• 53. Even for those things you dont know exactly, you can always define a range of possible values.
  • 54. So, the OUTPUT of the planning model ...
  • 55. ... shouldn’t look like THAT
  • 56. ... and NOT ONLY like TH AT
  • 57. ... and NOT ONLY like TH AT i.e. ju expec st value ted s
  • 58. Instead, you should see MUCH MORE ...
  • 59. Instead, you should see Probability bands showing the possible MUCH MORE ... range of future development
  • 60. Instead,Probabilityshould see the you density charts showing MUCH MORE ... relative likelihood of possible values
  • 61. Instead, you should functions showing Cumulated probability see MUCH MORE ... how likely a certain outcome is
  • 62. All these statistical views, along with others, are not only available for certain "key values"...
  • 63. ... but for every single item within the model.
  • 64. ... but for every singel item within the model.
  • 65. ... but for every single item within the model.
  • 66. ... but for every single item within the model.
  • 67. With such an EXPLICIT RISK ANALYSIS you can see how likely it is ...
  • 68. ... to achieve a desired result, ... ance % ch less 40 to earn 5m tha n €2
  • 69. ... to have enough headroom given your funding sources ... ntial bsta o su o g risk t upt bankr ear y he r next t e aft
  • 70. ... or whatever else you are interested in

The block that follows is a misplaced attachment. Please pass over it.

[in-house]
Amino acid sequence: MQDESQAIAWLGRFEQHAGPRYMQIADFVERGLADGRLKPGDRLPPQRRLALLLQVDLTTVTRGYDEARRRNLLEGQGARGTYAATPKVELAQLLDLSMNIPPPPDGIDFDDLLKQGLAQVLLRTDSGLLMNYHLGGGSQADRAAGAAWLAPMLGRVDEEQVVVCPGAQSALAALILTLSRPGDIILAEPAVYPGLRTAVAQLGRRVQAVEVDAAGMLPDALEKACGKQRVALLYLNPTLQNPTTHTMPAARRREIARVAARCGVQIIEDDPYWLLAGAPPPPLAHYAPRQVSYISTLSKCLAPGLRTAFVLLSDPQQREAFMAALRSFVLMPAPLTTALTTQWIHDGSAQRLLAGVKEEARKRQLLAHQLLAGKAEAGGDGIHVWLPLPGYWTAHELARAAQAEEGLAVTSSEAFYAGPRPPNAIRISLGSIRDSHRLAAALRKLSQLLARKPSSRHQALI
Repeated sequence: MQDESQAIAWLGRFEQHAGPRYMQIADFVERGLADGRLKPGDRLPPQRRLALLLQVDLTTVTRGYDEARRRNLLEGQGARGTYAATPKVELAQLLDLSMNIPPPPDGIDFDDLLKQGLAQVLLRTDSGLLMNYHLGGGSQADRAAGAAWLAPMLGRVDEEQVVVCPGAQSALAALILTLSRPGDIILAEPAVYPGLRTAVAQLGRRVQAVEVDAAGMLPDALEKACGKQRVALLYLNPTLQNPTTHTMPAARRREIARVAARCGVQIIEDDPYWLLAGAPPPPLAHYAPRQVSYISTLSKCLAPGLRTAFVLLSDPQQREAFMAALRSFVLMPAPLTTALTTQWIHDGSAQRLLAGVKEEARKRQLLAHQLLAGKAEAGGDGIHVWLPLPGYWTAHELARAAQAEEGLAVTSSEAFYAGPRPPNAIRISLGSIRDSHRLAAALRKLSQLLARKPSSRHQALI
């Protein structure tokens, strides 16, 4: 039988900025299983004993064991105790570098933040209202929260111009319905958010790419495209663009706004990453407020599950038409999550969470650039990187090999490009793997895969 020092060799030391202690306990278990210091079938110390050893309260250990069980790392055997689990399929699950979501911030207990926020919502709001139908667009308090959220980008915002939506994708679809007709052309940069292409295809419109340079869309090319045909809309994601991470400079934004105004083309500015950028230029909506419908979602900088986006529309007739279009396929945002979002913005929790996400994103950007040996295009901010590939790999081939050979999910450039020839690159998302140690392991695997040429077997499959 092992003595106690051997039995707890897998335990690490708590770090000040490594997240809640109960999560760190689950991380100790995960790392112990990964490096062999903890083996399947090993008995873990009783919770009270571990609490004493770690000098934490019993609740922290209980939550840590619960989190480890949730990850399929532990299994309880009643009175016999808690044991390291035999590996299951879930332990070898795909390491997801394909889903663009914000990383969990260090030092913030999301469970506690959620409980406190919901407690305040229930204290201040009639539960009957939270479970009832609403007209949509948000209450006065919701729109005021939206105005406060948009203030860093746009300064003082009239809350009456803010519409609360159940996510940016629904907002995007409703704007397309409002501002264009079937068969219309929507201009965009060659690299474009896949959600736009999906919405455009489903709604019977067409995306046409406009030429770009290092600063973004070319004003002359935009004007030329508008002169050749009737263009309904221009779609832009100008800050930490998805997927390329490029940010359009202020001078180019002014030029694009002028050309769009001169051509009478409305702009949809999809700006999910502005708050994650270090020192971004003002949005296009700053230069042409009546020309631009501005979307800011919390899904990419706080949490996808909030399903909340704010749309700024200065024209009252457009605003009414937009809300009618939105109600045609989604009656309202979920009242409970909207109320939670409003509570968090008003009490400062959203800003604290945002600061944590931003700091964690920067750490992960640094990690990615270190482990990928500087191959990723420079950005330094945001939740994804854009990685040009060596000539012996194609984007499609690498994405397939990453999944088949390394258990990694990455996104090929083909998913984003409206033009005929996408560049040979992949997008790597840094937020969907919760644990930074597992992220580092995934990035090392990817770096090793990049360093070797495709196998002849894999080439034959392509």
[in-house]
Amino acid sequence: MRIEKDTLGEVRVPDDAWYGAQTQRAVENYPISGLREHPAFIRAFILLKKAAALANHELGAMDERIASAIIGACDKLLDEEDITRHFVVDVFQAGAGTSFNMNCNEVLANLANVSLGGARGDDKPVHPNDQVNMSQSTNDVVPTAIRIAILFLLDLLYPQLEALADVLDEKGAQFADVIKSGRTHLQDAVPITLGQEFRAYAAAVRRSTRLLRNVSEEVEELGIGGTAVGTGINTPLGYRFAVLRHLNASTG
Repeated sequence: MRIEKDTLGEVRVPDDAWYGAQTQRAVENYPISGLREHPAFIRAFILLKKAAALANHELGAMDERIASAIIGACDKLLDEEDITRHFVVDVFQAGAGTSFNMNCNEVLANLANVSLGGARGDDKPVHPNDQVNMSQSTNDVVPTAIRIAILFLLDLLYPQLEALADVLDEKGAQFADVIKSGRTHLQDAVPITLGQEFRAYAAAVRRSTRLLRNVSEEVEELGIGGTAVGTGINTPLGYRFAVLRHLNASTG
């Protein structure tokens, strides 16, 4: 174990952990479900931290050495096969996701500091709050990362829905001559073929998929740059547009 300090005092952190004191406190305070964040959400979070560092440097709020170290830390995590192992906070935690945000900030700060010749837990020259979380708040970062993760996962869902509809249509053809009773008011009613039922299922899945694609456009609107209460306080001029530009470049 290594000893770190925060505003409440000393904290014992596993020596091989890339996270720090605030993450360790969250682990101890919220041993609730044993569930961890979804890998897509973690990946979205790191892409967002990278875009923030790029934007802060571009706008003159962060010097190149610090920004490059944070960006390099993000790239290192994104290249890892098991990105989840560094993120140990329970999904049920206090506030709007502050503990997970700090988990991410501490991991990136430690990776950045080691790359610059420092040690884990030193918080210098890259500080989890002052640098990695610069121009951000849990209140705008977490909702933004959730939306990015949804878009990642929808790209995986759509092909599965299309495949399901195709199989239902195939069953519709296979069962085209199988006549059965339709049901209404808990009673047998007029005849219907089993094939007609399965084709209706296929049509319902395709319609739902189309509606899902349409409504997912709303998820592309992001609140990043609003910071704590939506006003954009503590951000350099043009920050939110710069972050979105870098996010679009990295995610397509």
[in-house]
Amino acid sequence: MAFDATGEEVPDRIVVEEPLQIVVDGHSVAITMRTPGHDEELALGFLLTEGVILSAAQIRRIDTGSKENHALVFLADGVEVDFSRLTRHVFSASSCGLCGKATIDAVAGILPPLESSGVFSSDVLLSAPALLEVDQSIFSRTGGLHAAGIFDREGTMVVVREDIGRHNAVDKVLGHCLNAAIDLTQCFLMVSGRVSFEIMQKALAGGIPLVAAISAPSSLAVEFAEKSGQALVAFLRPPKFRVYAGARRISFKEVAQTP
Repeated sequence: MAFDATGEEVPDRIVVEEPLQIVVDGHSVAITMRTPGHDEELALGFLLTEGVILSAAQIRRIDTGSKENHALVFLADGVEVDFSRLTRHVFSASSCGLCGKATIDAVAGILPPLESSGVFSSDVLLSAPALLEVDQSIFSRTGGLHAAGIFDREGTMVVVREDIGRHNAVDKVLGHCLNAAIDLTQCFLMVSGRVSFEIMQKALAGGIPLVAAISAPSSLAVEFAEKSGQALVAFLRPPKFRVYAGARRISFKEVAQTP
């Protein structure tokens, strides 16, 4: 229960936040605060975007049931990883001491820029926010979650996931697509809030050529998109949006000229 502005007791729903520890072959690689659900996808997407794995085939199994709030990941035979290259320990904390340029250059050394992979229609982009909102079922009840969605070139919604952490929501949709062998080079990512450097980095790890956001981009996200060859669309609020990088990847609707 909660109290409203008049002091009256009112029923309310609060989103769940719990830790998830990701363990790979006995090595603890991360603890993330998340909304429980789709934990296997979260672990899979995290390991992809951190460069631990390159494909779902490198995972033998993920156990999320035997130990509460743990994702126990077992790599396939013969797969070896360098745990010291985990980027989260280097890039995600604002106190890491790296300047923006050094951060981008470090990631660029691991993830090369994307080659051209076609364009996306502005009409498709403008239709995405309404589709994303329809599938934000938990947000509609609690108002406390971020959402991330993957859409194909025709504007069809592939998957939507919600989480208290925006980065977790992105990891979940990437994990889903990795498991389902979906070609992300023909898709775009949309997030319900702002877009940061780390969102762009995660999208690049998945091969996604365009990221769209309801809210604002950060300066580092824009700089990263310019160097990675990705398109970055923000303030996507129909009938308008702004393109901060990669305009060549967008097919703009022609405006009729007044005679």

• 71. Because the ACTUAL INFORMATIONis in the MARGIN ...
  • 72. ... and not in the average www.flawofaverages.com
  • 73. ... and not in the average Like with the statistican who drowned crossing a river that was 3 ft. deep—on average. www.flawofaverages.com
  • 74. 3
  • 75. A VALUATIONthat doesn’t play with ...
  • 76. ... the DISCOUNT RATE ...
  • 77. ... to account for RISK ...
  • 78. ... rather than harnesses the INFORMATION RISK about we already have
  • 79. From our risk analysis, we not only know ...
  • 80. oba pr of blethe nce aria g. thev . e me Ne t I nco
  • 81. or the low e C as h FFre
  • 82. ... but every single scenario produced by the Monte Carlo simulation.
  • 83. Assuming we put every substantial risk carefully into our model ...
  • 84. s is hingthi eryt ev bly oba .t pr hat appen ca n h
  • 85. s is hing thi eryt ev bly oba . t pr hat appen na OK,cot nexhtl ac y these few samples, but runnin g somethousand simulationyou get pr s etty close ...
  • 86. Having captured all risk within the cash flows, there is no need to ...
  • 87. NPV ... use a % +% risk premiumto calculate net present value.
  • 88. NPV ... use a % +% risk premiumto calculate net present value.
  • 89. we canIn ste ad, us e as im ply ra te. k-f ree ris%
  • 90. % Discounting every scenario with the risk-free rateleads to a distribution of NPV.
  • 91. ? hats the B ut w % val ue airhaeveryioscenario f ftDiscounting t t n o st ribu with thedirisk-free rategives us a distribution of NPV.
  • 92. With an OPTION-BASED VALUATION , we can turn this distribution into a single VALUE
  • 93. So, mean?what does this
  • 94. Nothing less than:
  • 95. We canEVALUATE ...
  • 96. We canEVALUATE
  • 97. s conomic